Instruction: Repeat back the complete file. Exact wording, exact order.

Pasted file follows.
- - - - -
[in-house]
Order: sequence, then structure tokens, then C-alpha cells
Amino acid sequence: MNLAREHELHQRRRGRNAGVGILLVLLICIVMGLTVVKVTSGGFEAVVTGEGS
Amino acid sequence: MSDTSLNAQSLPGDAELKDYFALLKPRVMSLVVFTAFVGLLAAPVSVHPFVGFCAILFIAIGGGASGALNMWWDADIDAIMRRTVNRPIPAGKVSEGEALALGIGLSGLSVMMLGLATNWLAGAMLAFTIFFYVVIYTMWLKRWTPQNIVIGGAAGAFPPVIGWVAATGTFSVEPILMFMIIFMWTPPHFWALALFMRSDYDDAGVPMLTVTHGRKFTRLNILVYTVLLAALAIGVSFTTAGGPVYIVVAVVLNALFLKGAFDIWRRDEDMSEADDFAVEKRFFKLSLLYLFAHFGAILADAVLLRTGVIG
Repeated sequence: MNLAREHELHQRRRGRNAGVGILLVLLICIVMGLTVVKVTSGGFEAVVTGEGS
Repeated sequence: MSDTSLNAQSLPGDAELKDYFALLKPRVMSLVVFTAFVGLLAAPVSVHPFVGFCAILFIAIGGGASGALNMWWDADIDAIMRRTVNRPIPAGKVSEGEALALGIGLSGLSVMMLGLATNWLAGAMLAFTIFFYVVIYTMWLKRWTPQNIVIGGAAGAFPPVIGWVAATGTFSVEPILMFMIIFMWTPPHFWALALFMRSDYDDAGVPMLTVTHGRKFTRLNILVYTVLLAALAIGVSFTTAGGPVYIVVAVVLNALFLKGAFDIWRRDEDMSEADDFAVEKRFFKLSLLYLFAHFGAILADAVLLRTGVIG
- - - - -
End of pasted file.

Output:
[in-house]
Order: sequence, then structure tokens, then C-alpha cells
Amino acid sequence: MNLAREHELHQRRRGRNAGVGILLVLLICIVMGLTVVKVTSGGFEAVVTGEGS
Amino acid sequence: MSDTSLNAQSLPGDAELKDYFALLKPRVMSLVVFTAFVGLLAAPVSVHPFVGFCAILFIAIGGGASGALNMWWDADIDAIMRRTVNRPIPAGKVSEGEALALGIGLSGLSVMMLGLATNWLAGAMLAFTIFFYVVIYTMWLKRWTPQNIVIGGAAGAFPPVIGWVAATGTFSVEPILMFMIIFMWTPPHFWALALFMRSDYDDAGVPMLTVTHGRKFTRLNILVYTVLLAALAIGVSFTTAGGPVYIVVAVVLNALFLKGAFDIWRRDEDMSEADDFAVEKRFFKLSLLYLFAHFGAILADAVLLRTGVIG
Repeated sequence: MNLAREHELHQRRRGRNAGVGILLVLLICIVMGLTVVKVTSGGFEAVVTGEGS
Repeated sequence: MSDTSLNAQSLPGDAELKDYFALLKPRVMSLVVFTAFVGLLAAPVSVHPFVGFCAILFIAIGGGASGALNMWWDADIDAIMRRTVNRPIPAGKVSEGEALALGIGLSGLSVMMLGLATNWLAGAMLAFTIFFYVVIYTMWLKRWTPQNIVIGGAAGAFPPVIGWVAATGTFSVEPILMFMIIFMWTPPHFWALALFMRSDYDDAGVPMLTVTHGRKFTRLNILVYTVLLAALAIGVSFTTAGGPVYIVVAVVLNALFLKGAFDIWRRDEDMSEADDFAVEKRFFKLSLLYLFAHFGAILADAVLLRTGVIG